An S-Corp's Health-Care Challenge

To reimburse both his employees and himself for medical costs, a proprietor has to work within limitations -- but options do exist

I have an S-Corporation and would like to set up a medical-reimbursement plan. How should I go about it?

-- A.D., Meridian, Idaho

Unfortunately, as an S-Corp, your company cannot legally establish a medical-reimbursement plan -- unless you want to set up a plan that covers only your employees and not yourself or your family. (This is something very few business owners want to do.) You must have a C-Corp in order to establish a medical-reimbursement plan.

While they've existed for many years, medical reimbursement plans are just one of a number of alternatives and supplements to health insurance that are beginning to gain popularity. These alternatives, including health savings accounts and flexible-spending arrangements -- many offered as part of so-called "cafeteria plans" -- help companies cope with the high cost of providing medical-insurance benefits to their employees. Under flexible-spending accounts, established by law in 2004, employees can set aside pretax money from their paychecks to cover uninsured medical costs. Employers can contribute to the accounts on their employees' behalf, if they wish.


  While the medical-reimbursement plan won't work for you, you may want to explore some of the other options -- like flexible-spending accounts and and health savings accounts -- open to S-Corp owners, says Paul Devore, a certified financial planner with Financial Management Services in Encino, Calif., which consults on employee benefits and financial planning for small companies.

"This kind of alternative is going to be growing over the next few years, especially with health-care costs going so high," Devore says. "It's just too expensive for many employers" to purchase high-end insurance coverage.

With something like a flexible-spending account plan in place, employers may be able to buy a less expensive medical plan with a high deductible and then cover employees' nonreimbursed expenses up to a certain limit or allow them to pay for out-of-pocket costs themselves out of tax-favored accounts.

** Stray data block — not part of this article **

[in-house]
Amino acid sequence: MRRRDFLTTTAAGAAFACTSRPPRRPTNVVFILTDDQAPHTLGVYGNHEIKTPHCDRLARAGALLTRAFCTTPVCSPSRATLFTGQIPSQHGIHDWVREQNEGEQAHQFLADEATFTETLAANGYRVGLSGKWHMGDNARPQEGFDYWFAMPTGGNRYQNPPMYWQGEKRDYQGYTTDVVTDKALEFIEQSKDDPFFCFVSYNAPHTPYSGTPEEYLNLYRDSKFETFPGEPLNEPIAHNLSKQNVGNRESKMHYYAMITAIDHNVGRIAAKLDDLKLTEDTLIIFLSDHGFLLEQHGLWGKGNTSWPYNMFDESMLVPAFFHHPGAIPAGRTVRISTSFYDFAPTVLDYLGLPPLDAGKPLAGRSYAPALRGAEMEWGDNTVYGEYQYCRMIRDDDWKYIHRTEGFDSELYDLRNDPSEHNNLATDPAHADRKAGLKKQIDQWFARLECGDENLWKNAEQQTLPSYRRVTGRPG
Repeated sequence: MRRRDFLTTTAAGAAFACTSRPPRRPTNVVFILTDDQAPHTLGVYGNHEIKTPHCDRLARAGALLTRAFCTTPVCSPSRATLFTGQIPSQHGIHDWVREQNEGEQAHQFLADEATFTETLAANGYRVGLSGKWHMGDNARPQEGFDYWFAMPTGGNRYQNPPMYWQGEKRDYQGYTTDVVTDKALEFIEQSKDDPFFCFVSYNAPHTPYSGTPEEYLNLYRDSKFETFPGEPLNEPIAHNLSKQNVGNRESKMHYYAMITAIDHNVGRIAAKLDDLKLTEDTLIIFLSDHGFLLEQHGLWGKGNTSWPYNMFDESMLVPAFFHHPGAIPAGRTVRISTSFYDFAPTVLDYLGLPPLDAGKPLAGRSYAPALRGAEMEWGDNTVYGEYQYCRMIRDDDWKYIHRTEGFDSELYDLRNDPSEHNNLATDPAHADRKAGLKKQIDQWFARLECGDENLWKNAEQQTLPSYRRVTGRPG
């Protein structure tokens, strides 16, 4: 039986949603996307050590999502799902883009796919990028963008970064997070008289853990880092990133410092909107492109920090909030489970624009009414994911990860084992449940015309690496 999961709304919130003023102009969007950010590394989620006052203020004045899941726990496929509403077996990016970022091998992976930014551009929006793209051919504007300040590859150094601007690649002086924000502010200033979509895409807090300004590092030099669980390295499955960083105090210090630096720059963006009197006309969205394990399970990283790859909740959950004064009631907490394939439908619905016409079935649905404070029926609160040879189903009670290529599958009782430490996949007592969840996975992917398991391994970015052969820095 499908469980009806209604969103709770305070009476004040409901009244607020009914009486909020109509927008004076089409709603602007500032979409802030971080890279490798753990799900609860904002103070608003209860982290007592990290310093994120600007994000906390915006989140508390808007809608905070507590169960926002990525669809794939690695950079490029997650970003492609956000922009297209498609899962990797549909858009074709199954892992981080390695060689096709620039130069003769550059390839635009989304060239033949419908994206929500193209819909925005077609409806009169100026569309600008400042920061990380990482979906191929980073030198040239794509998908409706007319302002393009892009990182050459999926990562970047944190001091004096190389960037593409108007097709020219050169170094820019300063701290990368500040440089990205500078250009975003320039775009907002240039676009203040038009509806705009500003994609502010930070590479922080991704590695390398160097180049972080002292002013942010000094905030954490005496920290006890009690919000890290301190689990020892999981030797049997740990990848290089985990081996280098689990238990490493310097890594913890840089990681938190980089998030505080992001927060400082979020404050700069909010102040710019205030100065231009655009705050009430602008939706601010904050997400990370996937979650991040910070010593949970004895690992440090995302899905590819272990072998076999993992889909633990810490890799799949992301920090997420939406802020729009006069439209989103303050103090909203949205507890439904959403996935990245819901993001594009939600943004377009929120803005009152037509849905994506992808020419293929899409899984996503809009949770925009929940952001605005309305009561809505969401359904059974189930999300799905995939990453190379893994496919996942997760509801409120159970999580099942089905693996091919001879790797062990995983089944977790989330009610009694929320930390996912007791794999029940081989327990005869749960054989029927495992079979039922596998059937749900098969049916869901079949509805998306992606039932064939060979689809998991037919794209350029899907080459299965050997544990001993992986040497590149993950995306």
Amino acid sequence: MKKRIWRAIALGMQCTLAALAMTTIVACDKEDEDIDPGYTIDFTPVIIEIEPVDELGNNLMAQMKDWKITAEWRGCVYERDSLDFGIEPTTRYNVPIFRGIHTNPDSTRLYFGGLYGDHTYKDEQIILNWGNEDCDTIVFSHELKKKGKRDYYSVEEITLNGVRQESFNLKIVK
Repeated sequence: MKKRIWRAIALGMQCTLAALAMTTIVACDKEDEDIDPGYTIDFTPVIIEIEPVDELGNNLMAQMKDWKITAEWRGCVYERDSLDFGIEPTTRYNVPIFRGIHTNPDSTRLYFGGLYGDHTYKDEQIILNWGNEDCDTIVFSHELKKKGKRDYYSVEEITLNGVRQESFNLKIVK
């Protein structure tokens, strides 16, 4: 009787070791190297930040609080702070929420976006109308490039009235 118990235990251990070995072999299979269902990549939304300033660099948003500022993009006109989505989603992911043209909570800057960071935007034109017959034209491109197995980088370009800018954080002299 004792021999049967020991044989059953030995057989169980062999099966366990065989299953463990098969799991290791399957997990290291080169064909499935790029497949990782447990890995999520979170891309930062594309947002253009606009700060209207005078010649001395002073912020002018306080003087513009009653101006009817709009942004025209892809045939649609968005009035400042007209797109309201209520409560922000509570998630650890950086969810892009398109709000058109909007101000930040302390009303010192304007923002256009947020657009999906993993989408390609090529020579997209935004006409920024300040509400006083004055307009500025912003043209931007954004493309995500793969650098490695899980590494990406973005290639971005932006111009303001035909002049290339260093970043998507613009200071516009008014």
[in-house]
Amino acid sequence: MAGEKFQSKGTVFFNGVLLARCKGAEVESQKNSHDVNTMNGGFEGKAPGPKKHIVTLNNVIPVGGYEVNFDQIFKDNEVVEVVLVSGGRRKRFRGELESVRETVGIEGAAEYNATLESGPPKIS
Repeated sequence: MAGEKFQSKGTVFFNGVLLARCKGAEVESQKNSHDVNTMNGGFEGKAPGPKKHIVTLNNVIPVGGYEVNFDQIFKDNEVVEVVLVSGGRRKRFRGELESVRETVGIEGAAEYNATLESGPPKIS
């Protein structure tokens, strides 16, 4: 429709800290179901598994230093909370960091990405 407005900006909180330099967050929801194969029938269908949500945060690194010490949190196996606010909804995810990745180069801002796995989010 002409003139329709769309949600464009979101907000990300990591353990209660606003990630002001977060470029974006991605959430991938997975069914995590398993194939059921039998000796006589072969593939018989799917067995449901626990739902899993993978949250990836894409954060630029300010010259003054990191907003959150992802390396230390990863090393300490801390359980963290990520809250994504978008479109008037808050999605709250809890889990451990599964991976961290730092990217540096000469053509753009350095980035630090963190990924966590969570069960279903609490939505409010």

For a primer on flexible-spending accounts and other tax-favored health plans, check out IRS Publication 969. These accounts typically allow your employees to pay for nonreimbursed medical or dental expenses with money they set aside from their salaries. If they use the money to pay qualified medical expenses, they won't have to pay income tax on it.

With some plans, the accounts are portable, so employees can keep them even if they change employers during a particular year. The accounts can also be structured so that unspent money set aside during one year can carry over for use in another year when medical expenses arise. Earnings from the account are usually also tax-free.

"You'll typically see [flexible-spending accounts] in larger companies, more so than small companies, because they require extensive administration," Devore acknowledges. And most small-business owners lack the time or expertise to complete the paperwork required. However, those interested in these accounts may be able to arrange for them by hiring professional employer organizations or other third-party administrators to run them.


  Devore's small firm, a C-Corp, has a medical-reimbursement plan that covers insurance deductibles and co-payments for his employees and himself. "The money comes out of the corporation like rent or any other expense we have," he says. "It also covers our employees if they submit health expenses that their insurance will not cover. The benefits are not taxable income to them, and they're fully deductible by the corporation, just like we deduct the cost of health insurance."

Start your explorations by talking to your accountant about the various plans available and which might best suit you and your corporation. Next, you'll need to set up a plan document that lays out the parameters. You can typically find such documents in boilerplate versions that are fairly easy to complete. While you don't file your plan document with any official government agency, you must keep a record of it with your corporate minutes, should you face an audit.

Will one of these plans really work for you? "Do the math," Devore says. "If you own a one-person corporation, it's a no-brainer. The corporation pays what would be nondeductible medical expenses for you on a tax-deductible basis. If you've got one or more employees, you have to decide how much you want to spend on them. If you're willing to spend a significant amount on your employees to attract top talent, it's worth it."


  You have to make medical-reimbursement plans, flexible-spending accounts, and health savings accounts nondiscriminatory, meaning you must offer them to all your employees -- not just top executives. However, you can include certain criteria in your plan document that limits eligibility to full-time employees or those with a certain level of tenure.

One of these health savings plans might just do wonders for your company's health.

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